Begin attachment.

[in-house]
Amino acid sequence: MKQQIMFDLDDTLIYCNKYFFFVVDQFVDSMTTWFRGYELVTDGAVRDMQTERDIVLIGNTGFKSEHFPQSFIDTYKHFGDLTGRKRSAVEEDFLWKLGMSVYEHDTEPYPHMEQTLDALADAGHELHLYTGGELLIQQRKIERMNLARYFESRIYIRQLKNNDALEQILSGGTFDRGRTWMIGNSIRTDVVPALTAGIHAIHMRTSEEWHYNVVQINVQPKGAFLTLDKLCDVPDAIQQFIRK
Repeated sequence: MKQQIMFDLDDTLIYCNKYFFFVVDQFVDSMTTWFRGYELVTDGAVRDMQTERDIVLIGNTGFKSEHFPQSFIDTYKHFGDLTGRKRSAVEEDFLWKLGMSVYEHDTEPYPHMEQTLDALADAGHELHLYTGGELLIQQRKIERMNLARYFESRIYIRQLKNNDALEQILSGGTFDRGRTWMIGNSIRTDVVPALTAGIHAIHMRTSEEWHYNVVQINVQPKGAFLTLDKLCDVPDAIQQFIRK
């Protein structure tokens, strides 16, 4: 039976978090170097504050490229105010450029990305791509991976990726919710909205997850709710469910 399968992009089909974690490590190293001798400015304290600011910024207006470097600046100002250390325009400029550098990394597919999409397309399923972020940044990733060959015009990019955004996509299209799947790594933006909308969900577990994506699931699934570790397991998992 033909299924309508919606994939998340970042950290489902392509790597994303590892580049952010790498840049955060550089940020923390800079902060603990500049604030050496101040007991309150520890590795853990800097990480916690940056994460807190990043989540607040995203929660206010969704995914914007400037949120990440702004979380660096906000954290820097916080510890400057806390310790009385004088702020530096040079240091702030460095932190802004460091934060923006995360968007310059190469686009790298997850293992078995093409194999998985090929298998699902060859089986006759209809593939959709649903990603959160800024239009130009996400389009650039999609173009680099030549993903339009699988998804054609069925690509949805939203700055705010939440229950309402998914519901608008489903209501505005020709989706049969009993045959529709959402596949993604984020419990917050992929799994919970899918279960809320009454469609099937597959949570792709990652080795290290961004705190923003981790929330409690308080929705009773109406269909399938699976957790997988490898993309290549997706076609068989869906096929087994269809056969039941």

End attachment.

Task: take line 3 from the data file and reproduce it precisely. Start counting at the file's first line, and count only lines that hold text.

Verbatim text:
Repeated sequence: MKQQIMFDLDDTLIYCNKYFFFVVDQFVDSMTTWFRGYELVTDGAVRDMQTERDIVLIGNTGFKSEHFPQSFIDTYKHFGDLTGRKRSAVEEDFLWKLGMSVYEHDTEPYPHMEQTLDALADAGHELHLYTGGELLIQQRKIERMNLARYFESRIYIRQLKNNDALEQILSGGTFDRGRTWMIGNSIRTDVVPALTAGIHAIHMRTSEEWHYNVVQINVQPKGAFLTLDKLCDVPDAIQQFIRK